European food delivery startup Deliveroo is doubling down in its attempt to corner the lucrative food and beverage market in Europe with the news that it’s branching out into booze deliveries.
Founded out of London in 2013 by William Shu and Greg Orlowski, Deliveroo’s main differentiator so far from other food-delivery companies such as GrubHub and Just Eat is that it focuses on the “premium” end of the culinary spectrum, with many of the restaurants on board not traditionally offering a takeaway service, such as Nando’s, Wagamama, and Gourmet Burger Kitchen, as well as smaller indie eateries. Additionally, the company uses its own drivers and cyclists to deliver food, rather than relying on each restaurant having to hire their own.
The company has raised around $200 million in VC funding to date, including a chunky $100 million round eight months back. Though Deliveroo launched originally in the U.K., it has since branched out into multiple European markets, including the Netherlands, France, Germany, Belgium, Ireland, Spain, and Italy, as well as a handful of markets elsewhere, including Australia, Hong Kong, Singapore, and Dubai.
Though Deliveroo already offers alcohol as part of a restaurant’s normal delivery menu, the company is now moving to offer a dedicated booze service that promises to have a customer’s order at their door within 20 minutes.
The service will be limited to the U.K. only for now, including eight Majestic Wines stores across London, 20 BrewDog stores nationally, and a handful of other indie alcohol emporiums. The company wouldn’t confirm plans to expand this beyond the U.K.’s shores, given the logistical complexities of negotiating deals with retailers in each country, but a spokesperson did sound optimistic when probed on this subject.
At the moment we’re focused on launching this new service in the U.K., but we’re really excited at the potential of launching this in our international markets — we’ll keep you posted on any further roll out plans.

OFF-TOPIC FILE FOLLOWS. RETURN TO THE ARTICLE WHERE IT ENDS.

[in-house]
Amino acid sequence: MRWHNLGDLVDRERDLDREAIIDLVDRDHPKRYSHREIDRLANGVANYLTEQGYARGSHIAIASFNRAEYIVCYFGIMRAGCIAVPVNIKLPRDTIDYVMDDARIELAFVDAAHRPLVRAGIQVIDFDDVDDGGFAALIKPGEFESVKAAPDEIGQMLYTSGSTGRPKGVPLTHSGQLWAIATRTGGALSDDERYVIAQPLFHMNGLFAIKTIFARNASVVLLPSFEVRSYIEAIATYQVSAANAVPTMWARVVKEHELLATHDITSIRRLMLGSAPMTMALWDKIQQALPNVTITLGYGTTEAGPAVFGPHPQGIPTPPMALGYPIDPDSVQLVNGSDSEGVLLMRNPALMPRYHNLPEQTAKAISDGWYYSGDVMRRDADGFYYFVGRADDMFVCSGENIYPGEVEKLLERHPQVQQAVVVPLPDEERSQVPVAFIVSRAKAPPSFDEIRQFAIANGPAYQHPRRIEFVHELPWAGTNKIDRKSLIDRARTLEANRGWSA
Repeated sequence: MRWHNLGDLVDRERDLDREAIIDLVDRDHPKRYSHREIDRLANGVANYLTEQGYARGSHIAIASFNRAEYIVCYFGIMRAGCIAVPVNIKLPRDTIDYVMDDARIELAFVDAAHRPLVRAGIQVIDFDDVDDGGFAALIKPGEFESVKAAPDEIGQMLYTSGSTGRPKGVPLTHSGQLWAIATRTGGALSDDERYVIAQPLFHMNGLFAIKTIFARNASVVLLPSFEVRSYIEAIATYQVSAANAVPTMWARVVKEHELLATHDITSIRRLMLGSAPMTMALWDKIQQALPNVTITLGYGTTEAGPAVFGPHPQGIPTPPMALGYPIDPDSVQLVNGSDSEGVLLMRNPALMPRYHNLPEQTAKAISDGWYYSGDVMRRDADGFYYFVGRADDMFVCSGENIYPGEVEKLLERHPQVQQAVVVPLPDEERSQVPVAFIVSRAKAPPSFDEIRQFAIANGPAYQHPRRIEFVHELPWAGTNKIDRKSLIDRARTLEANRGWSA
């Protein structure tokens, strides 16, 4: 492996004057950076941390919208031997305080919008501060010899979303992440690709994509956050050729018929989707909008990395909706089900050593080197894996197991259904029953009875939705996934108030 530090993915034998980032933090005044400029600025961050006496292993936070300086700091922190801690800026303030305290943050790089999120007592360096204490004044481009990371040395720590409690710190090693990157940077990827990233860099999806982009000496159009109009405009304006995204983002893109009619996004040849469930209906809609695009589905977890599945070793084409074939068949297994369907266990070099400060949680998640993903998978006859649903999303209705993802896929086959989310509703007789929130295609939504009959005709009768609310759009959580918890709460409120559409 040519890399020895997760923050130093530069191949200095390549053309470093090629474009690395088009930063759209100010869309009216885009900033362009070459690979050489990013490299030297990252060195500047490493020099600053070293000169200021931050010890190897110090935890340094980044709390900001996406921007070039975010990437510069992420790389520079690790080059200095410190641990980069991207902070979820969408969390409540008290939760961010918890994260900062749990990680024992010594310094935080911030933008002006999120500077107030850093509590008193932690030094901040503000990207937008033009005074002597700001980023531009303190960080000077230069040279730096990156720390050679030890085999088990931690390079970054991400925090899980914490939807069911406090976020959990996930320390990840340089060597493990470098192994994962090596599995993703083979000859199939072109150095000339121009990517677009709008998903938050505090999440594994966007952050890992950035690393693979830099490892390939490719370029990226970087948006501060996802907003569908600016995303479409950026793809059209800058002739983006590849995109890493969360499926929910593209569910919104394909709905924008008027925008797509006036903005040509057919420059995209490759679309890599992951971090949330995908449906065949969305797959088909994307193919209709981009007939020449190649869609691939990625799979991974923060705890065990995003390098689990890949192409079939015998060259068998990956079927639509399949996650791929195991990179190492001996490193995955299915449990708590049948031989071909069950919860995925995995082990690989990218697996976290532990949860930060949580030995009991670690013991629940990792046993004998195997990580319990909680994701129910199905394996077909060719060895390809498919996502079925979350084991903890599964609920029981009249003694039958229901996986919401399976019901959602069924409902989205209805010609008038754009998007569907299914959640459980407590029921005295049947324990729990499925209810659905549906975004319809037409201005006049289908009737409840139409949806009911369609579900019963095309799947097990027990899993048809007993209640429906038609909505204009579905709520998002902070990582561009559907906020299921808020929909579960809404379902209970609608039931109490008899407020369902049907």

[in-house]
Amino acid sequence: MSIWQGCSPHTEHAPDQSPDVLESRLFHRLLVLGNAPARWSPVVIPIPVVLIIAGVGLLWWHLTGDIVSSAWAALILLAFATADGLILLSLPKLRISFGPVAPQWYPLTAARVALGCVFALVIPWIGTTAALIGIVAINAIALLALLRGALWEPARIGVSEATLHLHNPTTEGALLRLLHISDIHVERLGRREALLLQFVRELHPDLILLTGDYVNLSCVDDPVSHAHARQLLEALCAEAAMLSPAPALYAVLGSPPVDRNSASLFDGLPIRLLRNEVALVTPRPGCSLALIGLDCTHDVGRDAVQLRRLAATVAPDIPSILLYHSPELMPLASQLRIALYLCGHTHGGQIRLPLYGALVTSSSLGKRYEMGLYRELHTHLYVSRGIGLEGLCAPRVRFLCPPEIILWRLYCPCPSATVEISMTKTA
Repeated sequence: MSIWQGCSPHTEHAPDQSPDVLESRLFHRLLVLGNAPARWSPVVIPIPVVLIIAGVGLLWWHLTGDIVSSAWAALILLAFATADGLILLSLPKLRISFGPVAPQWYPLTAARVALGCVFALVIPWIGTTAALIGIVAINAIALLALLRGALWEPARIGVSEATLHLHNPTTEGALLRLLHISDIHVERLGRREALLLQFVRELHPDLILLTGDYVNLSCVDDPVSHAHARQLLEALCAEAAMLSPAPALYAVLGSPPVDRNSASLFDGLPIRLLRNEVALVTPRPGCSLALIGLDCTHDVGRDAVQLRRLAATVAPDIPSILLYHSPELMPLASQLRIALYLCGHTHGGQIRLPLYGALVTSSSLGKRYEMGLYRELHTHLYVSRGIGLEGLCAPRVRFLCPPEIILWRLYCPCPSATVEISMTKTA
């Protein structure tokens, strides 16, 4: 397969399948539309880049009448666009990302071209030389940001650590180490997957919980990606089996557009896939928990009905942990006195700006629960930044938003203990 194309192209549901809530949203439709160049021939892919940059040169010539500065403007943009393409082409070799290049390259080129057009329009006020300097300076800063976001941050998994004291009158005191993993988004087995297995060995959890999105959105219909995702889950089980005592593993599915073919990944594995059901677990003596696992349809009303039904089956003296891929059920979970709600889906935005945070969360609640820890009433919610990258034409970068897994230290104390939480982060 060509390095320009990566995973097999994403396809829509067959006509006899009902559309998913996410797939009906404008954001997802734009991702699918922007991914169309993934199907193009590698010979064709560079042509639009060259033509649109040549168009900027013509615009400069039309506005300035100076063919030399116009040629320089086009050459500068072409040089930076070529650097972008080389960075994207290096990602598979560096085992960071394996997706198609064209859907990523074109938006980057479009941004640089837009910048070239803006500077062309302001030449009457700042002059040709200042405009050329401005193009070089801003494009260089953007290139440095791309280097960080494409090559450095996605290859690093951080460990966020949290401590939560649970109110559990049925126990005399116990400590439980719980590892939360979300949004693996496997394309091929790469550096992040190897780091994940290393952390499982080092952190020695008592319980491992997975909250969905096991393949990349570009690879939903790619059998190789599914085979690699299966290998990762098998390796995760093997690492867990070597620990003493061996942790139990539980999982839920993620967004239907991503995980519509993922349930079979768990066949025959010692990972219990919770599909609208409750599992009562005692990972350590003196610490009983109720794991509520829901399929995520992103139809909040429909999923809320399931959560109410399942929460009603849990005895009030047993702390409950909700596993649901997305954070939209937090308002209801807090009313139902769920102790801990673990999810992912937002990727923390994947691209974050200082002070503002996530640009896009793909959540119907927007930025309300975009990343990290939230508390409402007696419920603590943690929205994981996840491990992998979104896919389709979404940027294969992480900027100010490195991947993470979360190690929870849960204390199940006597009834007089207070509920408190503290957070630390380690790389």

As you’d perhaps expect, Deliveroo’s delivery drivers may request ID if the buyer looks particularly young. And it’s also worth noting that there is a minimum order of £15 ($20), so this is best suited for those buying a particularly expensive bottle of wine, or a crate of BrewDog’s finest craft ale.
Booze delivery at scale
I’ve long argued that an on-demand booze delivery service would go down a storm in the U.K., but a consistent, mobile-first service has yet to materialize until now.
In the U.S., it’s a different story, where the alcohol delivery market has gotten somewhat saturated — a number of players have cropped up across the U.S. in recent years. This has led to a degree of consolidation, however, with Thirstie acquiring DrinkFly last year and Delivery.com acquiring BrewDrop to boost alcohol orders in Texas. But consolidation is only part of the solution to the underlying problem that there just isn’t enough demand for something as niche as short-term alcohol delivery.
This is why Thirstie recently expanded into a mail-order service that focuses on premium alcohol brands — it’s all about trying to achieve scale. “The fact of the matter is that consumers don’t always demand product delivery in 2 hours or less, and many of them just really want to discover something exclusive and new,” explained Thirstie CEO Devaraj Southworth. “They’re looking for a pleasant experience that delivers quality product to their front door, as long as delivery expectations are managed.”
Deliveroo’s model for tackling this scalability issue might just work. By using its existing network of drivers and cyclists that are already out there dispatching food orders, and partnering with alcohol sellers that would otherwise be disinclined to offer delivery services of their own, Deliveroo may have found the perfect balance to make on-demand booze delivery work.
“Before using Deliveroo we were unable to offer a delivery service; like many independent outfits, we didn’t have the resources or manpower to make it happen,” said James Hickson, owner and managing director at We Brought Beer, a partner in the early pilot testing.
In short, Deliveroo’s new offering is a complementary service that’s leveraging the power of its existing network and infrastructure, and it’s something that could quite conceivably be opened into any vertical that requires short-term deliveries.
So is this something that we could see with Deliveroo, similar to how the likes of Uber are expanding and reappropriating its transport network for other purposes?
“Deliveroo was founded on a passion for food, and this is at the core of everything we do,” a spokesperson said. “We’re really excited to launch our standalone alcohol service, as it seemed like a natural expansion to our service. We’re always interested in exploring potential opportunities to innovate.”
Make of that what you will.